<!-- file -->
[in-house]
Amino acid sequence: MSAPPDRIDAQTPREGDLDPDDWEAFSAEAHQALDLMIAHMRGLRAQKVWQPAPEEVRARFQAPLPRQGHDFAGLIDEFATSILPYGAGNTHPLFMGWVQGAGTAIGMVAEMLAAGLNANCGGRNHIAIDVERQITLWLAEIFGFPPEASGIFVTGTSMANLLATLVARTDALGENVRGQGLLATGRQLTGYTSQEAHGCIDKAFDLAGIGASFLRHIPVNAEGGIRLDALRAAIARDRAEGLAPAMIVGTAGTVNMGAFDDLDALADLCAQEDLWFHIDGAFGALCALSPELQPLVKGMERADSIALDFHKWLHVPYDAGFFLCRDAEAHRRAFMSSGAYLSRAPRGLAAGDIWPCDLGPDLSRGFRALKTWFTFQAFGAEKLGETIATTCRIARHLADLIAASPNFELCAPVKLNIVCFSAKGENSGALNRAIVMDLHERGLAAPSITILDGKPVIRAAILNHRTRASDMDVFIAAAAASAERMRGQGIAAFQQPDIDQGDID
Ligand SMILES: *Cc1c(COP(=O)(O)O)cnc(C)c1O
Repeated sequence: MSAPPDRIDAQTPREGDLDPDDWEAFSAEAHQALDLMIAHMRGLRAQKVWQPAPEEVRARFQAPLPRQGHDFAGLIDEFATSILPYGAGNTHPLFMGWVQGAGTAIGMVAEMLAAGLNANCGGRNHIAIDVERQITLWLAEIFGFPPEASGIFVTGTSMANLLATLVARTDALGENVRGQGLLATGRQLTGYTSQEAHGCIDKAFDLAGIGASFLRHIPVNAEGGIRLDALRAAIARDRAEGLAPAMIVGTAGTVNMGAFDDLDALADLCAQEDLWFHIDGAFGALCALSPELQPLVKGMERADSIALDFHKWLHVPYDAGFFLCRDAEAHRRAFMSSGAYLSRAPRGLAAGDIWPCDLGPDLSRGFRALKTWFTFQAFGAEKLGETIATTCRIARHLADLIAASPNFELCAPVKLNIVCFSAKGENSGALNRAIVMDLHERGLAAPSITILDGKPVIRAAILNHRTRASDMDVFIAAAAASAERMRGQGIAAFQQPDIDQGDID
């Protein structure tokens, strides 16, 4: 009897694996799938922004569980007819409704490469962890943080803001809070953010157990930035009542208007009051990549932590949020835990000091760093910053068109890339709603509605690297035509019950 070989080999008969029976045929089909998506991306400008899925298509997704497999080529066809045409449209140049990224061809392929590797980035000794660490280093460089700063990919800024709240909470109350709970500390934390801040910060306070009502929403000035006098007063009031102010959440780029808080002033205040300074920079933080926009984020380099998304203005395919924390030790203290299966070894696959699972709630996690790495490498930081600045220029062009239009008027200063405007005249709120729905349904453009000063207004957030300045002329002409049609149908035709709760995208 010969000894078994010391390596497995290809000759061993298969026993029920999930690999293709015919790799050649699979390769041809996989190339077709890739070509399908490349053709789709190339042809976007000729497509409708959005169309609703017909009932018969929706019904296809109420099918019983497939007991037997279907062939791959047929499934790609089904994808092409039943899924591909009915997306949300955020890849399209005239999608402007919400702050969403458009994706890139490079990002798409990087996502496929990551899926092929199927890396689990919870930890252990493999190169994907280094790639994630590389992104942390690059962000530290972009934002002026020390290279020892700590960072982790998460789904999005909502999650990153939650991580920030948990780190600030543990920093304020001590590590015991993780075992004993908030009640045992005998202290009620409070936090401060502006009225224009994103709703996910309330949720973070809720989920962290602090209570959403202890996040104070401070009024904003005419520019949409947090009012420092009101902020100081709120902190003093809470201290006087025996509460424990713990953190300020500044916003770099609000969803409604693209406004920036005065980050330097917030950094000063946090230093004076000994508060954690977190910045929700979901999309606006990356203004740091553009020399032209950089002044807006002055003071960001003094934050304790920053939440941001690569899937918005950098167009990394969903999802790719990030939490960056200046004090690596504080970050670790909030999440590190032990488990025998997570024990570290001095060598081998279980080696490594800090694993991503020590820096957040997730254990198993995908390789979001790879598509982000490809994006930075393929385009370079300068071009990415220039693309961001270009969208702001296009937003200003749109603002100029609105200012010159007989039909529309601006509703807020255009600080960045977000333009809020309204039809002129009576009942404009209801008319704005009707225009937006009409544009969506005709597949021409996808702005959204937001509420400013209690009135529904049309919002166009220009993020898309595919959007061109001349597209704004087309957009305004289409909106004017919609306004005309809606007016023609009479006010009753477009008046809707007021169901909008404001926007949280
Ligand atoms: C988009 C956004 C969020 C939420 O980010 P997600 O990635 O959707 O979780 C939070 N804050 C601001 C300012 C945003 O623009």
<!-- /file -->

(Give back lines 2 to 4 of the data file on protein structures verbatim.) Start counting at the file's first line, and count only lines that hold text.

Amino acid sequence: MSAPPDRIDAQTPREGDLDPDDWEAFSAEAHQALDLMIAHMRGLRAQKVWQPAPEEVRARFQAPLPRQGHDFAGLIDEFATSILPYGAGNTHPLFMGWVQGAGTAIGMVAEMLAAGLNANCGGRNHIAIDVERQITLWLAEIFGFPPEASGIFVTGTSMANLLATLVARTDALGENVRGQGLLATGRQLTGYTSQEAHGCIDKAFDLAGIGASFLRHIPVNAEGGIRLDALRAAIARDRAEGLAPAMIVGTAGTVNMGAFDDLDALADLCAQEDLWFHIDGAFGALCALSPELQPLVKGMERADSIALDFHKWLHVPYDAGFFLCRDAEAHRRAFMSSGAYLSRAPRGLAAGDIWPCDLGPDLSRGFRALKTWFTFQAFGAEKLGETIATTCRIARHLADLIAASPNFELCAPVKLNIVCFSAKGENSGALNRAIVMDLHERGLAAPSITILDGKPVIRAAILNHRTRASDMDVFIAAAAASAERMRGQGIAAFQQPDIDQGDID
Ligand SMILES: *Cc1c(COP(=O)(O)O)cnc(C)c1O
Repeated sequence: MSAPPDRIDAQTPREGDLDPDDWEAFSAEAHQALDLMIAHMRGLRAQKVWQPAPEEVRARFQAPLPRQGHDFAGLIDEFATSILPYGAGNTHPLFMGWVQGAGTAIGMVAEMLAAGLNANCGGRNHIAIDVERQITLWLAEIFGFPPEASGIFVTGTSMANLLATLVARTDALGENVRGQGLLATGRQLTGYTSQEAHGCIDKAFDLAGIGASFLRHIPVNAEGGIRLDALRAAIARDRAEGLAPAMIVGTAGTVNMGAFDDLDALADLCAQEDLWFHIDGAFGALCALSPELQPLVKGMERADSIALDFHKWLHVPYDAGFFLCRDAEAHRRAFMSSGAYLSRAPRGLAAGDIWPCDLGPDLSRGFRALKTWFTFQAFGAEKLGETIATTCRIARHLADLIAASPNFELCAPVKLNIVCFSAKGENSGALNRAIVMDLHERGLAAPSITILDGKPVIRAAILNHRTRASDMDVFIAAAAASAERMRGQGIAAFQQPDIDQGDID